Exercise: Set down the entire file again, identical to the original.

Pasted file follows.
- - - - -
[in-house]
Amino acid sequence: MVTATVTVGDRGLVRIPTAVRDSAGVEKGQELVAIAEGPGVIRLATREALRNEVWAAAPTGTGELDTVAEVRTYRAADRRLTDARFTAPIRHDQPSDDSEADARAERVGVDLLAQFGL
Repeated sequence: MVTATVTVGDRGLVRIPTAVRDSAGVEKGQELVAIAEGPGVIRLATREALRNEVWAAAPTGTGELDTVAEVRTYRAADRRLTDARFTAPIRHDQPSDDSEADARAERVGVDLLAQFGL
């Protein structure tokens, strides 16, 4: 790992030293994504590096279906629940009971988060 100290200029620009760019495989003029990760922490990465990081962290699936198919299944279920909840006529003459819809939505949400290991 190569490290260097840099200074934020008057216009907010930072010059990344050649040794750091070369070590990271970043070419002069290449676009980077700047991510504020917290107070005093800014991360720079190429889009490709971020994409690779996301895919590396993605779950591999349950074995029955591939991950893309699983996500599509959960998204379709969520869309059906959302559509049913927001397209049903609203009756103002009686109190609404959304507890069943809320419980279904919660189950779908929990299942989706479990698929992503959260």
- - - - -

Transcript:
[in-house]
Amino acid sequence: MVTATVTVGDRGLVRIPTAVRDSAGVEKGQELVAIAEGPGVIRLATREALRNEVWAAAPTGTGELDTVAEVRTYRAADRRLTDARFTAPIRHDQPSDDSEADARAERVGVDLLAQFGL
Repeated sequence: MVTATVTVGDRGLVRIPTAVRDSAGVEKGQELVAIAEGPGVIRLATREALRNEVWAAAPTGTGELDTVAEVRTYRAADRRLTDARFTAPIRHDQPSDDSEADARAERVGVDLLAQFGL
């Protein structure tokens, strides 16, 4: 790992030293994504590096279906629940009971988060 100290200029620009760019495989003029990760922490990465990081962290699936198919299944279920909840006529003459819809939505949400290991 190569490290260097840099200074934020008057216009907010930072010059990344050649040794750091070369070590990271970043070419002069290449676009980077700047991510504020917290107070005093800014991360720079190429889009490709971020994409690779996301895919590396993605779950591999349950074995029955591939991950893309699983996500599509959960998204379709969520869309059906959302559509049913927001397209049903609203009756103002009686109190609404959304507890069943809320419980279904919660189950779908929990299942989706479990698929992503959260």